It’s not just consumer marketers that have to track and respond to trends. B2B product marketers and strategists face circumstances beyond their control all the time — and must decide if and what to do about them.
Here’s How You Would Have Known That Uber Was for Real in 2009
Ignoring a trend — defined as “a general development or change in a situation or in the way that people are behaving” — is highly-damaging to a business. However, reacting to fads can be just as harmful over time as overlooking trends.
Traditional taxi businesses that ignored Uber when it invaded the transportation space in March 2009 are still suffering — if they are even still alive. Uber’s value proposition addressed a set of security and comfort needs that most consumers didn’t even know they could wish for – knowing where and when their ride will arrive, sitting in a clean car, not having to hand a stranger a credit card (or carry a bunch of cash).
Why Understanding Maslow’s Hierarchy Can Help a Marketer See the Future
The true mark of a trend in your industry is this: can you see how changing circumstances will change fundamental customer behavior? In hindsight, we can see that Uber leveraged technology to address some very important physiological and safety concerns that are low on Maslow’s famous hierarchy of needs.
If you paid attention in Psychology class, you’ll remember that the lower hierarchy needs on Maslow’s pyramid must be met before the higher-up needs come into play. As we will examine later in this article, offers that address these lower hierarchy needs tend to have quicker uptake and longer “staying power.”
A fad is “a style, activity, or interest that is popular for a short period of time.” In our opinion, fads don’t last because we don’t see the same long-term potential to change customer behavior as we do in the Uber case.
Is Beyond Meat a Fad?
When Beyond Meat introduced “meat without animals” – also in 2009 – it appeared to be a trend. CEO Ethan Brown claimed that its product addressed needs to help solve heart disease, diabetes, cancer, climate change, natural resource depletion and animal welfare.
According to Businessweek’s Deena Shanker “(the message) was so compelling that it attracted investors like Bill Gates, Leonardo DiCaprio, the Humane Society and former McDonald’s CEO Don Thompson. Even Tyson Foods Inc., the biggest maker of real meat invested – catapulting the start-up to a $1.3 billion valuation by 2018.”
But Beyond Meat has failed to change long-term customer behavior like Uber has. Research from the NPD Group sheds more light – they found that 16 percent of Americans say they “regularly” eat plant-based alternatives. Of this group, only a small portion don’t eat meat.
Most of this group is not vegetarian or vegan – they do eat meat — they just like variety in their diets. Additionally, the meat eaters took a closer look at the ingredients and couldn’t figure out if it was a healthier alternative or a sodium-filled, overprocessed substitute. People were confused and not convinced it was delivering on any of the claimed benefits.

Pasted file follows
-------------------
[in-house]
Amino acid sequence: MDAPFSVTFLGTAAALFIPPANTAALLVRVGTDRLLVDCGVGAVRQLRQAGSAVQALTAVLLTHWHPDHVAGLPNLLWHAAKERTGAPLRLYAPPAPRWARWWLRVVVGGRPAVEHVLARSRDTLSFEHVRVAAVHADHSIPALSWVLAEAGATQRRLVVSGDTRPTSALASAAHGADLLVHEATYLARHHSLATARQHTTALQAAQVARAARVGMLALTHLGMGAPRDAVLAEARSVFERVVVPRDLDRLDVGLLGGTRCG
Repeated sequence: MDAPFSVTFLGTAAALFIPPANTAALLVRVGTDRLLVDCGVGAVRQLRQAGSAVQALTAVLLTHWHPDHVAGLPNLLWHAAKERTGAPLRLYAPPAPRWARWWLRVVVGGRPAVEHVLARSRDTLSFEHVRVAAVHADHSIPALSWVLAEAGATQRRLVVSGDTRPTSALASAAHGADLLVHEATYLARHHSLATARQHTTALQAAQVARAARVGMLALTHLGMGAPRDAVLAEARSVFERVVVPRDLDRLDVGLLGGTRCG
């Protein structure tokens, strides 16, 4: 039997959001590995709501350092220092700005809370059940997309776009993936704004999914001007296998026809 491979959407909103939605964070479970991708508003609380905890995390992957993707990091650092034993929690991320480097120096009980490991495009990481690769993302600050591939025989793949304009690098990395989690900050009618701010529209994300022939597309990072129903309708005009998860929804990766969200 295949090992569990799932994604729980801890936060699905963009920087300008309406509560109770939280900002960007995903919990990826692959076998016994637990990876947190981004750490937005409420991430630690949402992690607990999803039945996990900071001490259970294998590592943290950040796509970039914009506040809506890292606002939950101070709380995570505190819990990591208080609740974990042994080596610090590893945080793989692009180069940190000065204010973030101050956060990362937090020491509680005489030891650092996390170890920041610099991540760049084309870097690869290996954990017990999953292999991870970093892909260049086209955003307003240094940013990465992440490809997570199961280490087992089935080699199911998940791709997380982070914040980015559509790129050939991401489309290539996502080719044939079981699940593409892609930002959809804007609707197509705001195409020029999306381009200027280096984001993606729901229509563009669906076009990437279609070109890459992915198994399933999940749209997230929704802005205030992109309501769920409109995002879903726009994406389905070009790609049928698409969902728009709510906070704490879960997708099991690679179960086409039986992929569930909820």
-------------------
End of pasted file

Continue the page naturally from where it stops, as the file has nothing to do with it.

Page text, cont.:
Today, Beyond’s stock price is hovering around $16, a fraction of its stock price in 2019. None of the biggest fast-food chains that had partnerships with Beyond—KFC, Pizza Hut and McDonald’s—have put a single permanent item on their US menus.
Does Maslow Help Us See Why Beyond Meat Is Floundering Right Now?
Fads fade because they don’t deliver on fundamental customer needs. What’s the fundamental need in the business of food? Taste!
Plant Based burgers are typically made from pea proteins and lots of science-sounding ingredients. Most people agree that Beyond Meat’s product just doesn’t satisfy their taste buds like real meat does.
Many of Ethan Brown’s claims about Beyond Meat – especially those addressing climate change and natural resource depletion – address needs higher up on Maslow’s hierarchy. To get the Beyond Meat benefits that Brown promised, many customers felt that they were sacrificing taste. In our experience, addressing these self-actualization types of needs often requires some sacrifice like this, made by the customer.
We worked with a hotel chain 10 years ago that wanted to offer some room ecology benefits to environmentally minded guests that would raise the hotels costs. For example, they would put special sensors in rooms to control lighting and temperature.
They wanted to charge these guests more than they would pay for a regular room, to cover the hotels increased costs. Hotel strategists surmised that these guests would want to “do their part” to protect the environment. The initiative failed in testing. The target market didn’t want to pay more.
Unlike Uber’s value proposition, which addressed lower-level Maslow needs with no sacrifice, The hotel change addressed “self-actualization” needs — but at a price.
How To Ultimately Recognize a Trend vs. a Fad
When trying to decide whether a new innovation in your industry has staying power, look at the needs that it is addressing and whether it requires a sacrifice on behalf of customers. If the needs addressed are lower in the Maslow hierarchy and don’t require a trade-off, you are likely dealing with a trend. Take action as fast as possible, whether that be developing new technology or an enhanced offer of your own, buying the innovative competitor, etc.
But you might want to wait if the solution is purporting to satisfy loftier needs in Maslow’s pyramid, especially if it requires some sacrifice by customers (like a higher price.) These things might be just fads that you can let play out for a while before addressing, if at all.